A culture in which problems are seen as opportunities to improve; a culture where instead of pointing fingers at each other we are pointing to problems that need to be solved; a culture where we celebrate extraordinary results and the people tied to achieving the results; a culture where preventing “fires” is rewarded far greater than putting out fires; a culture where everyone strives to help first, and seek recognition second; a culture where people wake up in the morning and look forward to getting about the business of getting better; a culture where continual learning is the norm; a culture where candid discussions take place while staying respectful to one another; a culture where at the end of the day we routinely look back and see the progress we’ve made; a culture that attracts others to want to be part of an exclusive club of high performers.

This type of culture takes time to cultivate and it begins by taking a realistic assessment of those we select to become project facilitators (i.e. GB, BB, etc.).  This assessment is based on how likely they are to become a future leader in the organization.  Ideally, project facilitators will one day become organizational leaders, and if they already have the new day-better way mindset the culture will follow.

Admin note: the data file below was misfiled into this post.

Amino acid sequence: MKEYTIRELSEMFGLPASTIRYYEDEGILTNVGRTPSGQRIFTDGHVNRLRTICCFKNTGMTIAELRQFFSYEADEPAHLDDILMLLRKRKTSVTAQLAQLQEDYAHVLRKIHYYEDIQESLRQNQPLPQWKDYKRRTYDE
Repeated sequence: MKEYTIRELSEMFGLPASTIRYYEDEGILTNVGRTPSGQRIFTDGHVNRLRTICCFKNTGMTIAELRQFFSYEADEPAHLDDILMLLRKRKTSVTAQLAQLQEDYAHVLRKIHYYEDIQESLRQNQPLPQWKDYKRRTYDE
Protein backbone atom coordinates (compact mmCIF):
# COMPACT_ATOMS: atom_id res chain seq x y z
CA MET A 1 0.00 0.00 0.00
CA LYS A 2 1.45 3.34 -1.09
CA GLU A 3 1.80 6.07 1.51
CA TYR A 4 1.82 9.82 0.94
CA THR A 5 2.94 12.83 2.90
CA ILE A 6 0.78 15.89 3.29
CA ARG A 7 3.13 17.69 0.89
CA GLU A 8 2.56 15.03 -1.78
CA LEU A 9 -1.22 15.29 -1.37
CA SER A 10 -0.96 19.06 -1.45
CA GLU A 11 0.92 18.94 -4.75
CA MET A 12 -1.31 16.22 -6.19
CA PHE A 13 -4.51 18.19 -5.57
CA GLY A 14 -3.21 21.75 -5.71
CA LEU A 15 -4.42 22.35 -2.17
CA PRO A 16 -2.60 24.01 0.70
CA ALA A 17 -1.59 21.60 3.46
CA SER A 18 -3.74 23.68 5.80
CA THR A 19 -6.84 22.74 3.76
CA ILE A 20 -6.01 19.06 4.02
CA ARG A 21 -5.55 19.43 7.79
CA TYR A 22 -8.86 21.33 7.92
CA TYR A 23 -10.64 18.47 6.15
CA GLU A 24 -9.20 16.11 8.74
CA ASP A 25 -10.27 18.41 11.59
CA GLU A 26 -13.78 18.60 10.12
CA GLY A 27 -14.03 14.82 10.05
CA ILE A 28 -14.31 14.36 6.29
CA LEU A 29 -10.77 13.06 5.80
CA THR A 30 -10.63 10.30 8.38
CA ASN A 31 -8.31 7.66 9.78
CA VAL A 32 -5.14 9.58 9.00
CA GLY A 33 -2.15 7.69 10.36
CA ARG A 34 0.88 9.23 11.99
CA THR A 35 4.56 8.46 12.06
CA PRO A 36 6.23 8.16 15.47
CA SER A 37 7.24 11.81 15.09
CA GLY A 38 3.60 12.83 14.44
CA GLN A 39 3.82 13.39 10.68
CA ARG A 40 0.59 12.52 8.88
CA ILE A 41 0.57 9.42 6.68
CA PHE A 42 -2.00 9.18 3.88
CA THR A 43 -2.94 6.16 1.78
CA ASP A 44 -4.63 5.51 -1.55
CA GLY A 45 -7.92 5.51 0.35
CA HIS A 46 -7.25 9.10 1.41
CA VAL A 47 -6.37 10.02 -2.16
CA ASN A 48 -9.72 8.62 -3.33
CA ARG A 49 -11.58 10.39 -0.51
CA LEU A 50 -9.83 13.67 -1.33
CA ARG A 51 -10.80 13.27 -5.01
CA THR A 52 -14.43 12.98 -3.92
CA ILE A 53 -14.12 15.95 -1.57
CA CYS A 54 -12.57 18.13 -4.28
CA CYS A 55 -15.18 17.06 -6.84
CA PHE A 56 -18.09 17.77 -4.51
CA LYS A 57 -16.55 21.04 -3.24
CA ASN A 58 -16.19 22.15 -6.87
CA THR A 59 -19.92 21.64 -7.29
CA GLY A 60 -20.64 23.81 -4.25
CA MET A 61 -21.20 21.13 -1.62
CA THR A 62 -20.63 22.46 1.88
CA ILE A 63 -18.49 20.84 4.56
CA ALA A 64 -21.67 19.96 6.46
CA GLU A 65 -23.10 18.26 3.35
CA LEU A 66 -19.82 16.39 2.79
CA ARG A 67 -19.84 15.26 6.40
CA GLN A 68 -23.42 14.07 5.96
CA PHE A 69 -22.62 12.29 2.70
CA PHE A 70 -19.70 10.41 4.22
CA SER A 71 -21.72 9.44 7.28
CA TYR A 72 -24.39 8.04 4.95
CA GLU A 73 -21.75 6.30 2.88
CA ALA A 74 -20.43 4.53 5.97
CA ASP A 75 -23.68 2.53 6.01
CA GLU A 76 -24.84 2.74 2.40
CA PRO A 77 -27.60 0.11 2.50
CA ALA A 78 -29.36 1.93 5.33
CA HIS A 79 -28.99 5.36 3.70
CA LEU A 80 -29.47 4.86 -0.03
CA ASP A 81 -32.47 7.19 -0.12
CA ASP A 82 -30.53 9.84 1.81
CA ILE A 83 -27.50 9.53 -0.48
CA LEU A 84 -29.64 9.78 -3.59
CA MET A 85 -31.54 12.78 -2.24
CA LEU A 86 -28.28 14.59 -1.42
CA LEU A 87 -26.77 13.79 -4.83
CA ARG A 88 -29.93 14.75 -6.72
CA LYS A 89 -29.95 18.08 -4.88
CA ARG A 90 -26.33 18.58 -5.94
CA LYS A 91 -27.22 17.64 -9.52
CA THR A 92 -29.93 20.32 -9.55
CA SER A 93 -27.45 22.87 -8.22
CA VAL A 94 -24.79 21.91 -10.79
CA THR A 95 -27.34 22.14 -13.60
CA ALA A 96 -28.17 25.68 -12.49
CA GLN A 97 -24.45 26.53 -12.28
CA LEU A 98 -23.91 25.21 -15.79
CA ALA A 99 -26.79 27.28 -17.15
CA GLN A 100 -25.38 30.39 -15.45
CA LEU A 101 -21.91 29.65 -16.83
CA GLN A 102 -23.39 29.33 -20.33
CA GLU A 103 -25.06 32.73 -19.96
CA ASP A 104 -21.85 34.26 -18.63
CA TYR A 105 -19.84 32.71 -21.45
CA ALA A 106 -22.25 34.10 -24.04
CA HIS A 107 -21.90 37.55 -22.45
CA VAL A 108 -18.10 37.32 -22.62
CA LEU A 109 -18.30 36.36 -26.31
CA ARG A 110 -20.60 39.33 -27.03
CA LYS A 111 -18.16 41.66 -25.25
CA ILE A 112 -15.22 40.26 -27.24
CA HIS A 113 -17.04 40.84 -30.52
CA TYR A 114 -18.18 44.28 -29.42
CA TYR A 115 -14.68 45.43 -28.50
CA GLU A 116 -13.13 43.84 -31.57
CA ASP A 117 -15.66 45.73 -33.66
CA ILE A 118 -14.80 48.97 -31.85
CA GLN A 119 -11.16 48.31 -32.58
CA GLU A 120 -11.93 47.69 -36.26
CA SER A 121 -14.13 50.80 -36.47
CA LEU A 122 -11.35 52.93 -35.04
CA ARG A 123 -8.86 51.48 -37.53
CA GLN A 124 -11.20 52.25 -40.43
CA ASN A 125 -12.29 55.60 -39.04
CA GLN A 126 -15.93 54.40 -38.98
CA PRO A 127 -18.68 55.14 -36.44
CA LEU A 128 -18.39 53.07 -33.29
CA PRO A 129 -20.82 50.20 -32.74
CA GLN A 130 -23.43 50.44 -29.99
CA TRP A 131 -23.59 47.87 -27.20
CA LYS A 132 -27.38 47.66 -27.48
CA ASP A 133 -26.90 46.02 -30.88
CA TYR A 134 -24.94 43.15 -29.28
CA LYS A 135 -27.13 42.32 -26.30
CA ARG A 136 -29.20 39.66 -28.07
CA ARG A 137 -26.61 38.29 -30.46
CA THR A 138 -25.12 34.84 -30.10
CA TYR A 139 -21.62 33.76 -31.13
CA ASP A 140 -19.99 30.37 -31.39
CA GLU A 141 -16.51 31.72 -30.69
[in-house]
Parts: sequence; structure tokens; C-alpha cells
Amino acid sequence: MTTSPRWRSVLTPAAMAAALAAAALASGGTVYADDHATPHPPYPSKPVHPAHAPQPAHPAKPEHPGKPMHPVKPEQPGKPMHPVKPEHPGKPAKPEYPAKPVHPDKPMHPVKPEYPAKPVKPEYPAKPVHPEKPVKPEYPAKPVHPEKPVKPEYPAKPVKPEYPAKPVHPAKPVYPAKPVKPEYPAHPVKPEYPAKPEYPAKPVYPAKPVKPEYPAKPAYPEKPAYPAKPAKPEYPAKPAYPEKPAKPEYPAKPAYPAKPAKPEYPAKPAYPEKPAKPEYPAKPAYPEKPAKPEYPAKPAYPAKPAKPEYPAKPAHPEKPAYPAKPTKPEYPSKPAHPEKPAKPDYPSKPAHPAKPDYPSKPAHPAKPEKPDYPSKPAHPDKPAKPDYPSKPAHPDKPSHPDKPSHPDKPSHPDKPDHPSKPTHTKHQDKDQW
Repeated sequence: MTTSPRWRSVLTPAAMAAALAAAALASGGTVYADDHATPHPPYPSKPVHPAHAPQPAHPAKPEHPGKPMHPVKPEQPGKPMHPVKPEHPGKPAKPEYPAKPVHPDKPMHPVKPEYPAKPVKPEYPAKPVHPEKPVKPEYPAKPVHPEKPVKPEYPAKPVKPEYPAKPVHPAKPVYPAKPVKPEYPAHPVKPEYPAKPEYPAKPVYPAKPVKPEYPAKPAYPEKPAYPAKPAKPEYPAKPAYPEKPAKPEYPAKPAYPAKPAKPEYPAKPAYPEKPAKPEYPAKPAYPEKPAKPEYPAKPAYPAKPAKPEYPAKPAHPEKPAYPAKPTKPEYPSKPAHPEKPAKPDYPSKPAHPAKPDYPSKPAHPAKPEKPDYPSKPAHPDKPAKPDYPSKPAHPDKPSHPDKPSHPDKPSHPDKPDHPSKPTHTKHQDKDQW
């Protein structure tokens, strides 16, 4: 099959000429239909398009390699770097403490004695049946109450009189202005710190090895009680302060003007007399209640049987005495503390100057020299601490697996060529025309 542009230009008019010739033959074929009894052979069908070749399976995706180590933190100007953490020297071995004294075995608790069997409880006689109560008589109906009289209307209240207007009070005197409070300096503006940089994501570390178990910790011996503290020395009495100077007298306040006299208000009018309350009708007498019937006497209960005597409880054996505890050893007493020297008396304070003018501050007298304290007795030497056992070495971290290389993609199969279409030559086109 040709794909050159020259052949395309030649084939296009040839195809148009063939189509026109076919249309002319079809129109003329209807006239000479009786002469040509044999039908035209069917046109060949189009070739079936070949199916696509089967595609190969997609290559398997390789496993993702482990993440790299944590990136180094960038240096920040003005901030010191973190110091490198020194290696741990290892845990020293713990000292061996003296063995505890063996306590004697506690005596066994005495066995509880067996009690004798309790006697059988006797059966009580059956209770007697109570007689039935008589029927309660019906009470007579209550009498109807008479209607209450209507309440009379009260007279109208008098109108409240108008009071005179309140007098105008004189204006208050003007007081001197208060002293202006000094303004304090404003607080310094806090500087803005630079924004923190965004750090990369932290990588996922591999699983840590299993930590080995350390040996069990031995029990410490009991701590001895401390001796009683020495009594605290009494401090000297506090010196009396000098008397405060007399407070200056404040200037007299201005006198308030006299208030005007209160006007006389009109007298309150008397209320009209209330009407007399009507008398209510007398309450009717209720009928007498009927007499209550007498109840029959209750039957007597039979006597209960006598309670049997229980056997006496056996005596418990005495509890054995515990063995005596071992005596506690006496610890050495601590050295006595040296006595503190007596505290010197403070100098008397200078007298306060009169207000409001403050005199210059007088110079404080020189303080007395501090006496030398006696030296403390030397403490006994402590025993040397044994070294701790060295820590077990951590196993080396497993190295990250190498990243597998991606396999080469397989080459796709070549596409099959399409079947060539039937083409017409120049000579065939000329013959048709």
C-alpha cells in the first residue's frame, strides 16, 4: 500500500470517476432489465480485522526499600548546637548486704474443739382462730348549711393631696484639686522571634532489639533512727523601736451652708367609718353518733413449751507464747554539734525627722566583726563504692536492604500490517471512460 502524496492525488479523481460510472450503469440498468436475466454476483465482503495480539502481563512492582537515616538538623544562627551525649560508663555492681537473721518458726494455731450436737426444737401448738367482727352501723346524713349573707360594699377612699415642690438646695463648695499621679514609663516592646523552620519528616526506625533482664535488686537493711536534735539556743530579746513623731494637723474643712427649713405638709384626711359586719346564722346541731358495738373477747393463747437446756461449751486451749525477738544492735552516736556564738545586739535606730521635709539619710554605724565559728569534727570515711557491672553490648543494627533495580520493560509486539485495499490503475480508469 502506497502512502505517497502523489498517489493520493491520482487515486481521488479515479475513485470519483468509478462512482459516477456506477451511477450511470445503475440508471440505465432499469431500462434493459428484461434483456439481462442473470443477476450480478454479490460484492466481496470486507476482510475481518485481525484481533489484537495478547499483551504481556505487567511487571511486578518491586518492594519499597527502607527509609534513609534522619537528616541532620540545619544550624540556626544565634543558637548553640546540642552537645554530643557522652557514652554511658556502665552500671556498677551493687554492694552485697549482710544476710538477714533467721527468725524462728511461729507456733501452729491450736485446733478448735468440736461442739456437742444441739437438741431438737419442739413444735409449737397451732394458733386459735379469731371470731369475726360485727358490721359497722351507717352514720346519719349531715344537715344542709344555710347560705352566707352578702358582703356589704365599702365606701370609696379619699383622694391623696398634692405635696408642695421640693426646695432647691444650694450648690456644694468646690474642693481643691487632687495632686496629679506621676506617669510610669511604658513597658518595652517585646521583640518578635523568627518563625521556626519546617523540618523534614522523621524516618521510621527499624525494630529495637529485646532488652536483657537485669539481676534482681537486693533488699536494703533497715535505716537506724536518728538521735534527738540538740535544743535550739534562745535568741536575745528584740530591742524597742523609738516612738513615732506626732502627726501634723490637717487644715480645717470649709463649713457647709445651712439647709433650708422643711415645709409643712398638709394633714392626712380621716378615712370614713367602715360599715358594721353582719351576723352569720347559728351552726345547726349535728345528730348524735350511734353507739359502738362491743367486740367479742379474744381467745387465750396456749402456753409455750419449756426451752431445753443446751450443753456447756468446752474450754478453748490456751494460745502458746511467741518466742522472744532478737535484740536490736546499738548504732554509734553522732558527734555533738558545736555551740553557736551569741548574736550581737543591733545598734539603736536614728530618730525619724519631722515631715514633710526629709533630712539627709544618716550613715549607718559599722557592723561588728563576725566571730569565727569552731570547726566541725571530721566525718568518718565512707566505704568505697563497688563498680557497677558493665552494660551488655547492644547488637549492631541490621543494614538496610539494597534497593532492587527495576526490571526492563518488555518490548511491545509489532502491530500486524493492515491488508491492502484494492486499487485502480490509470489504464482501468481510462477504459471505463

The other great thing about becoming a project facilitator is that it is the ultimate leadership test.  One of my favorite definitions of leadership comes from Jim Collins who argues, true leadership is getting others to follow when they have a choice not to.  In a sense this is what LSS project leaders do every day when leading projects.

Model those who have succeeded.

Another data point for selecting individuals to lead LSS projects is looking at others who have been successful, and determining what characteristics they have that could then be used to establish your search criteria.

For example, you could start with establishing the definition of success, which might look something like:

  • Projects complete in less than 4 months on average
  • Savings per project greater than $250K
  • More than 6 project starts per year
  • At least 4 projects into control phase every year

With this as a quantitative measure of success, the next step becomes looking at specific individuals who have met this list of criteria.  Once that list of names has been established the process gets more subjective in brainstorming a list of characteristics that describe this group of people.  For example: